However, there is one cafe in the S&R building, and only one cafe. That cafe has a toll position - because there is no space for another cafe.

When I was there as a student, the people who ran that cafe were quite obnoxious. Nobody liked them. But, they still did well... Because people who participated in activities in the S&R Building had no choice!

If people wanted to eat or drink after doing their sports or exercise, without having a longish walk, they had no choice other than to buy from that cafe!

Unless they renovated the S&R building to fit in space for another cafe, they had (and still have) a kind of local toll position. It is impossible for someone to open a competing cafe close by on campus.

(Or off campus for that matter, because it's also a long walk from the S&R building to get off the university campus!)

Another example?

Walt Disney created the character of Mickey Mouse in 1928. The character became popular, through various cartoons, films, and also merchandise (like Mickey Mouse dolls, caps, clocks, T-shirts, games, apps, etc.). Mickey Mouse is copyrighted and also trademarked by the Disney company.

Because of that, nobody else can legally create any products with Mickey Mouse in or on them in the USA, and also in most other countries. If anyone tried to do this in the USA, for example, Disney would come after them with a lawsuit and take all their profits, and they'd probably also be fined.

In this case, copyrights and trademarks are also forms of toll positions. Toll positions stop people from competing with you. That means if you create something valuable - it's impossible for someone to just copy you, "jump on the bandwagon," and make profits from your idea and your blood, sweat, and tears!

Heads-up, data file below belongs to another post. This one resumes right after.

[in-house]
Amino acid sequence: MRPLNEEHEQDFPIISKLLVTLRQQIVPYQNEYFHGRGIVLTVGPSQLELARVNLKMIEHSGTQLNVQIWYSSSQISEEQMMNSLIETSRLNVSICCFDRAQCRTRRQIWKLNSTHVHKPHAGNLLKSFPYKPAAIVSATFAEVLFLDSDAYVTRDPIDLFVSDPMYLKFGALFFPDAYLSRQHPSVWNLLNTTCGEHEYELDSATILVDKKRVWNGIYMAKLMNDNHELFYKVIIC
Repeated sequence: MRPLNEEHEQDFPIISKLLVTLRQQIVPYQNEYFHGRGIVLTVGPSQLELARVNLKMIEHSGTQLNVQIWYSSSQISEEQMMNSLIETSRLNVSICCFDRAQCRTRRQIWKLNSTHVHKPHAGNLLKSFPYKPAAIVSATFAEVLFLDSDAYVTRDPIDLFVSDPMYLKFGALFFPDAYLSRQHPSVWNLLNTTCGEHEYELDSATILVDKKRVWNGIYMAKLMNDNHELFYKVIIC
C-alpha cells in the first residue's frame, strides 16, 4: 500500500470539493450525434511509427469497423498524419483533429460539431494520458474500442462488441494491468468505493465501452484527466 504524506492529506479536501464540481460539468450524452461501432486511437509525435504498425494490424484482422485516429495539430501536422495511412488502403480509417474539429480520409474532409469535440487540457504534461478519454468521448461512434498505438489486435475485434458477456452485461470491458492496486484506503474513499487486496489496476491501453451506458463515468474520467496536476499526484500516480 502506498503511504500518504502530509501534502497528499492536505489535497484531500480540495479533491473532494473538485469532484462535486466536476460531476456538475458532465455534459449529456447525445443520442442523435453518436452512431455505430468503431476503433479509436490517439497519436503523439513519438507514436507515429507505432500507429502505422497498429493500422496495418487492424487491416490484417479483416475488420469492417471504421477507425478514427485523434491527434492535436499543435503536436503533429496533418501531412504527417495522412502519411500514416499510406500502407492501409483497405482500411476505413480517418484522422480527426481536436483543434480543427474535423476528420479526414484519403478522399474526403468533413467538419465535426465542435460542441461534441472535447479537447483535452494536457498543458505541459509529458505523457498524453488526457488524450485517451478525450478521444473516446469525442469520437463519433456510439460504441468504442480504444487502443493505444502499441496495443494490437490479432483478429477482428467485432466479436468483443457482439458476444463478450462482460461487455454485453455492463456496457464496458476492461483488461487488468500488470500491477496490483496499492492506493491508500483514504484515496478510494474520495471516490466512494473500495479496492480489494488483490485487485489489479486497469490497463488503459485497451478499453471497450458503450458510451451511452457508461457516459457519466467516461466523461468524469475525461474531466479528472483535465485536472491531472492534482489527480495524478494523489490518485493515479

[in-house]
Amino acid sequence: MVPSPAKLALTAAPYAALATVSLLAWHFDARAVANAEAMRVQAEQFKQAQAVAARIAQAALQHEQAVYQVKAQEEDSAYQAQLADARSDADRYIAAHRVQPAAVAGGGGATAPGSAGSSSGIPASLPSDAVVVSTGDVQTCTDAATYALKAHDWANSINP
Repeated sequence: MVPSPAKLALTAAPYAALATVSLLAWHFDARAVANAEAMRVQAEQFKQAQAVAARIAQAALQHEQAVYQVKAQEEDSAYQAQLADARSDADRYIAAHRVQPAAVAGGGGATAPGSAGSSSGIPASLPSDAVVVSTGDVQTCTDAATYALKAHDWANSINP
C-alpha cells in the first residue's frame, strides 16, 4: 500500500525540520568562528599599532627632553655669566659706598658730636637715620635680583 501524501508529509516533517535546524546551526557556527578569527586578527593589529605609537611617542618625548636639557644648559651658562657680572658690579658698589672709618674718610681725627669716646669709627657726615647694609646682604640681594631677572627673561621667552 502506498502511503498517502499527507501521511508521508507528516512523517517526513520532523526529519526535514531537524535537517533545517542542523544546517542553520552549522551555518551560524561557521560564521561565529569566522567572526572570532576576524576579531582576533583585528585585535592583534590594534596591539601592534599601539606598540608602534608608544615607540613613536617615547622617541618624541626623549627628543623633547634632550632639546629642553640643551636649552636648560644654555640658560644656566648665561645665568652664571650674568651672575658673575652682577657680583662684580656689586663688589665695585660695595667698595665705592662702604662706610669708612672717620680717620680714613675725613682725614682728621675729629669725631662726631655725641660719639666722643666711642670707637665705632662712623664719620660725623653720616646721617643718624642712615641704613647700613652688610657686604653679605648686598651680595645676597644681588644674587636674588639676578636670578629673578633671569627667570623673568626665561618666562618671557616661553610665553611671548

I'll share some more examples of toll positions in the next post...

- Dien
Reply With Quote

Thread Tools
Display Modes

Posting Rules
You may not post new threads
You may not post replies
You may not post attachments
You may not edit your posts

vB code is On
Smilies are On
[IMG] code is On
HTML code is Off
Forum Jump

Other recent posts on the forum...

Rare "insider" peek at development of a direct mail piece...
Joe Cossman. Worth a watch.
How to evaluate a Biz-Op like a Shark, for fun and P R O F I T !!!
How about a review of ideas? Business, life and everything else.
NEW and different COPYWRITING course. Limited.

Seeds of Wisdom Publishing (front page) | Seeds of Wisdom Business forum | Seeds of Wisdom Original Business Forum (Archive) | Hidden Unusual Business Ideas Newsletter | The Great Ideas Letter on CD | Hotsheet Profits | The Art of Leverage | The Success Report | Persuade via Remote Influence | Writer's Friend (software) | Affia Band | The Entrepreneur's Hotsheet | The SeedZine (Entrepreneurial Ezine) | The Fly Low Collect Dough Update Hotline

All times are GMT -4. The time now is 02:59 AM.

Powered by vBulletin Version 3.6.0
Copyright ©2000 - 2019, Jelsoft Enterprises Ltd.